Tuesday, April 20, 2010

Lilac Time

It seems that all my blog posts lately are about spring blooms, but I can't help myself ... it's so beautiful outside right now and the spring goes by fast in east central Illinois so we have to enjoy it while we can!
Warm days have finished up the early bulbs and flowering trees and shrubs. Forsythia, star and saucer magnolia, quince, weeping cherry, pear ... are leafing out and their flowers are finished. But the next wave of blooms has begun: crapapple trees in white, pink, and deep rose are in bloom all over town, along with red bud, fragrant viburnum bushes, and ... LILACS!
Ever since I was a little girl, I have loved lilacs of all kinds. The fragrance is wonderful (BTW, I adore French Lilac all-vegan natural fragrance and body butter by Pacifica) and the flowers themselves are so delightful. I love the way the cone-shaped panicles open toward the end, so that the tips have the darker color of the unopened buds.
Lilacs take patience. Unless you get an unusually large plant to start with, you often wait three years for the first blooms. I'm not sure how long ago I planted the shrubs pictured here, on both sides of the two-seater glider in my north yard, but it was at least ten years, I think. This year, they are blooming beautifully.
On the north fence, I have a considerably younger lilac with just a few blooms. But it is fascinating because of the two-tone coloring. This variety is called "Sensation." It is also sweetly fragrant.
In addition to lilacs (Syringa vulgaris), the white crabapple (Malus hybrid) in my yard is blooming nicely this year. When we first moved in, it didn't bloom for several years and we pruned it hard. It must have "scared" it into action because it has bloomed every spring since then!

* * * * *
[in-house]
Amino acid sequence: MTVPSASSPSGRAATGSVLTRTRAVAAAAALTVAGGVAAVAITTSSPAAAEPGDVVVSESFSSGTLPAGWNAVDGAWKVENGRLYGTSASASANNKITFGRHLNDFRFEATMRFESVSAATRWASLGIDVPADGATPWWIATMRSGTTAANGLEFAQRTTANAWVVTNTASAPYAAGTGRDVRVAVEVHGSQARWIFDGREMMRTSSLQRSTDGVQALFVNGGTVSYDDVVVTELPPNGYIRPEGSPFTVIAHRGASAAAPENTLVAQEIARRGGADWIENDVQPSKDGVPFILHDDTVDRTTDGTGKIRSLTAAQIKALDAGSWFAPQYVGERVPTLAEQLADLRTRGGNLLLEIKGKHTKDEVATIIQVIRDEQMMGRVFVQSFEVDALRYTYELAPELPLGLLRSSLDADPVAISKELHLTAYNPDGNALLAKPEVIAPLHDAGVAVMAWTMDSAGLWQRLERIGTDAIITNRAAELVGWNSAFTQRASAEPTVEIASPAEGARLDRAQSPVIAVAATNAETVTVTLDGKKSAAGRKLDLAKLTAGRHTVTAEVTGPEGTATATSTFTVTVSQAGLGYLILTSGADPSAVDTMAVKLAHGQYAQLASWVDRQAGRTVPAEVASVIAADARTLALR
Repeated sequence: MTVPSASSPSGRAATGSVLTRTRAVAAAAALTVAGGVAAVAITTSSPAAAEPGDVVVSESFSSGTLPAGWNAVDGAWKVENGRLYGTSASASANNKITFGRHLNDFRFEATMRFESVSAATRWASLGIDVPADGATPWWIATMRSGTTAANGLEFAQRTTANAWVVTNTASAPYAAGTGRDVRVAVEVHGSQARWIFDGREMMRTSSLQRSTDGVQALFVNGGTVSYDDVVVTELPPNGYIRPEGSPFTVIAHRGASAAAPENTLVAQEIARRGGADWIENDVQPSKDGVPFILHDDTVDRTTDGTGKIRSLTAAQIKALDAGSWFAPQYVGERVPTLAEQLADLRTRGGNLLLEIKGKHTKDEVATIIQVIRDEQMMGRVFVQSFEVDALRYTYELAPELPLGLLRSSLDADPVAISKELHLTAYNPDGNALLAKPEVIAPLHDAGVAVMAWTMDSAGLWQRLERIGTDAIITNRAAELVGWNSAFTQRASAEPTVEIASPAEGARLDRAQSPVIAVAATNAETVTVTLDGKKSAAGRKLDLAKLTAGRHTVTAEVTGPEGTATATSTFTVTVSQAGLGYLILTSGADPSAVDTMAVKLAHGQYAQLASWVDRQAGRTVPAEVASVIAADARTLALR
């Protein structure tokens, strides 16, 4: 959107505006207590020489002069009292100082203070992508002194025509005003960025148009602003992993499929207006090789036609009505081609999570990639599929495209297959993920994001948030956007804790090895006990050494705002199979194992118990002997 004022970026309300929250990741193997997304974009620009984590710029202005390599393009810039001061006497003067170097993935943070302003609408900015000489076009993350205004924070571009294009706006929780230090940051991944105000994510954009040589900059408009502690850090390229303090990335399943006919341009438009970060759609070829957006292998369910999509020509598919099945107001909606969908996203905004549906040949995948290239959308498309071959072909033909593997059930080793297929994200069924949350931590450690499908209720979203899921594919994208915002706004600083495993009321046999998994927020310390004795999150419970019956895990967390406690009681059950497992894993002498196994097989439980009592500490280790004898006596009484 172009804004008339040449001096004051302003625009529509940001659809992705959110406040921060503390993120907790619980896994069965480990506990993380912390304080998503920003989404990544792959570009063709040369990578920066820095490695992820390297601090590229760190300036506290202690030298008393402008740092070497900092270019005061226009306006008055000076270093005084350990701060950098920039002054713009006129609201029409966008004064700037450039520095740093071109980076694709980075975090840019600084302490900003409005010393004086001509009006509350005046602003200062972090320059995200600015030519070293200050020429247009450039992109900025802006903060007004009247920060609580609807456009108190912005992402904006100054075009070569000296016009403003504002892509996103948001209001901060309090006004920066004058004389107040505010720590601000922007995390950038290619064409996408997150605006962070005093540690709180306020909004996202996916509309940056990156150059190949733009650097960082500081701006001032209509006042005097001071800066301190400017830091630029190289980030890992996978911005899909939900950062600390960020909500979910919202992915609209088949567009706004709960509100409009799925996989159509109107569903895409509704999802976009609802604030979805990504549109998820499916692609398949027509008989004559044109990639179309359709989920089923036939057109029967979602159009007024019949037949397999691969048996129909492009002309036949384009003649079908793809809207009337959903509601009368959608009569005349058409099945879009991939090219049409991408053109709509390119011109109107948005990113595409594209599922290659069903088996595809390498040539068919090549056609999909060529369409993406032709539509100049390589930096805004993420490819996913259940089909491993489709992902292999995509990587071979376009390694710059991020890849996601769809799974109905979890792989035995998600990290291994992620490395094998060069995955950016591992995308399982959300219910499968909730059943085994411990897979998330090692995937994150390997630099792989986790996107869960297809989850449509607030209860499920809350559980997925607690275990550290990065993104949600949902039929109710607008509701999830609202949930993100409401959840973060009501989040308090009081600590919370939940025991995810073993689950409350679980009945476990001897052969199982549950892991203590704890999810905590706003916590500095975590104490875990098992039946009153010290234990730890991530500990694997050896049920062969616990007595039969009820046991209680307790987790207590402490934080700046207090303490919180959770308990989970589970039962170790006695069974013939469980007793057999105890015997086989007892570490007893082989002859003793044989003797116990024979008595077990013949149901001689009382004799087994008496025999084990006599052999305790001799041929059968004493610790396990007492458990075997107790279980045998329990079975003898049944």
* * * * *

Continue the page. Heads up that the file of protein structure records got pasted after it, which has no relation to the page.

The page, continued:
The apple blossoms have a sweet smell, and, when they finish up it looks like snow on the ground beneath. I never have seem little crabapples on this tree, however, so I assume it's a sterile variety, bred so that all the energy goes into producing flowers.
It doesn't show in this photo, but there are "fragrant rose" daffodils (white with pink trumpets and late-blooming) planted in a circle underneath the crapapple.

I find that the combination of the lilacs and the crabapple is a delight. The crabapple is actually a little behind and between the two lilac bushes.
Another beautiful shrub in bloom in my yard now is the Dwarf Double Almond (Prunus glandulosa). It isn't really scented, but the light pink and the delicate but fully double flowers are a treasure!

I also enjoy viburnums of many varieties. Some have early spring flowers that are very fragrant; others are loved for their bright red or bright blue berries for the birds. Here's Viburnum juddii, an early and sweet-smelling type.
Some shrubs and small trees are beautiful in the spring because of the color and shape of their first leaves rather than flowers per se. This very dissect (delicately cut leaves) Japanese maple is a good example.
The fothergillia (Fothergillia gardenii) isn't very common here, but it is very easy to grow and undemanding. The flowers, which look a bit like little ivory bottle brushes, smell like honey!
Besides the shrubs and trees, perennials and woodland flowers are starting to bloom as well. I love the flowing shape of the bleeding heart (Dicentra spectabilis).
The woodland delphinium (Delphinium tricorne), also called the dwarf larkspur, is such a wonderful purple color.
In the shade, the modest pulmonaria (Pulmonaria saccharata), also called lungwort, shows off its spotted foliage and small blue and pink flowers.
I know I said that the bulbs were finished, and most of them are, but I found a few later-blooming species tulips here and there in my scree beds.

I hope you liked these flower pics. I do plan to include blog posts about topics other than spring blooms, but bear with me for a while yet. Next post will be about blooms in the garden of my friend Eleanore.

1 comment:

  1. Lovely, lovely photos! I also love to take photos of flowers, and it is so exciting after a long winter to see them again.

    Thanks for sharing!